RB Leipzig are not everyone's favourite club in Europe. Since being founded in 2009 after purchasing the playing rights of local team SSV Markranstädt, their rise to the Bundesliga has been met with unparalleled heat.
The Red Bull-fueled commercial structure doesn't sit well with the German fans, similar to how the Class of '92 have contracted a lot of negativity over their billionaire-backed rise through non-league. Although, in Germany, things are a little different. Since the rulebooks were formed, clubs have not been allowed to name clubs after sponsors, with German football proud of its heritage and remaining as fan-based as any European top country.
You'd imagine an unrivalled rise through the divisions, a groundbreaking training facility and a 10-year lease on a 43,000-seat stadium would be celebrated in football. Perhaps, but not in Germany; a country where football has barely changed since the 60s.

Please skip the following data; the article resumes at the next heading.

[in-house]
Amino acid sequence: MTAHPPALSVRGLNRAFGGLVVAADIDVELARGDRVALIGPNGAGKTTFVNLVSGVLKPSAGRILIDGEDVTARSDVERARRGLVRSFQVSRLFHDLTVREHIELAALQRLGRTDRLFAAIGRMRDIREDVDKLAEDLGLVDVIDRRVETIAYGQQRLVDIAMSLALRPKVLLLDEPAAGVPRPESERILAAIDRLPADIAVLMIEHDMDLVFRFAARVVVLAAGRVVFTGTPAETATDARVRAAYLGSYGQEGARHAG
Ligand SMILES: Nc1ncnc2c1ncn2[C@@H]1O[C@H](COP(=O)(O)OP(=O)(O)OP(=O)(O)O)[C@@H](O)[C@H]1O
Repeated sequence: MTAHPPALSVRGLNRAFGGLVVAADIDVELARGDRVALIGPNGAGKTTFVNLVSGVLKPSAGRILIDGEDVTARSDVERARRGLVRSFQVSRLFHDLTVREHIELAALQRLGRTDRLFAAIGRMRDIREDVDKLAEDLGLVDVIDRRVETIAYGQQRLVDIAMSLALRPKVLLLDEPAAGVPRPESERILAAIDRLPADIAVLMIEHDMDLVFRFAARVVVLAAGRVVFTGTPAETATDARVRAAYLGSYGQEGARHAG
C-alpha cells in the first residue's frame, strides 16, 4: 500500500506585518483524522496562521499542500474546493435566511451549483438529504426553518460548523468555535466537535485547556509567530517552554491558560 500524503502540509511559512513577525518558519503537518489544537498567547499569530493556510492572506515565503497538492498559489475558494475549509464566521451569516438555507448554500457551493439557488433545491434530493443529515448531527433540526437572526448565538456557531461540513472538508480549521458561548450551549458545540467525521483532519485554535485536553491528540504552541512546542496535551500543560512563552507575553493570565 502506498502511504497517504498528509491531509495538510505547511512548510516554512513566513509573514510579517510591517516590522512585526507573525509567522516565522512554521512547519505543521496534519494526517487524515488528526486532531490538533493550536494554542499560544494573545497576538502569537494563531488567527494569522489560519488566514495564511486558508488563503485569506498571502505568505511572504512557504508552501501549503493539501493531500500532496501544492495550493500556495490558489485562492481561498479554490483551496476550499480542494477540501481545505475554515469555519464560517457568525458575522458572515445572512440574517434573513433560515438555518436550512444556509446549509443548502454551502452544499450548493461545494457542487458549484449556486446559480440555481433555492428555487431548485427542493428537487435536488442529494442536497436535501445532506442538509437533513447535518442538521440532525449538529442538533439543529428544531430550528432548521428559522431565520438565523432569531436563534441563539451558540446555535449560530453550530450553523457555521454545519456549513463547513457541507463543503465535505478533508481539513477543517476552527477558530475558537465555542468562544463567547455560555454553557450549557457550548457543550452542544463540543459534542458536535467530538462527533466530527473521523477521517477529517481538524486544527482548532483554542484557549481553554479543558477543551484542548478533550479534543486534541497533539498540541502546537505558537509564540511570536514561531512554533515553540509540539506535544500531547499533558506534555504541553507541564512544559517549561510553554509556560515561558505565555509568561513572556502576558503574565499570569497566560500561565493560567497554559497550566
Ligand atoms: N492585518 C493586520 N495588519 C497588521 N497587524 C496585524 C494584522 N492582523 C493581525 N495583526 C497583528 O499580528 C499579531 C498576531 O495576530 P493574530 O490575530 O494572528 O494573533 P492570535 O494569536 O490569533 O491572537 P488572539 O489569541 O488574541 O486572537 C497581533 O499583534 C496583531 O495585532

Nowadays, after an eight-year rise from the fifth tier to the Bundesliga, title challenges are a regular occurrence, whilst European football has become an expectation and not a dream.
At the beginning of the season, many doubted if Leipzig were capable of progressing through their Champions League group that contained potentially tricky encounters with Lyon, Zenit and Benfica, let alone make it far in the knockout stages in convincing fashion.
Now after, dismantling Jose Mourinho’s Tottenham Hotspur in the last 16, many are starting to take notice of the German outfit. Here’s why the Red Bulls could just be the dark horses in the competition this season and are an underdog to be concerned of for years to come.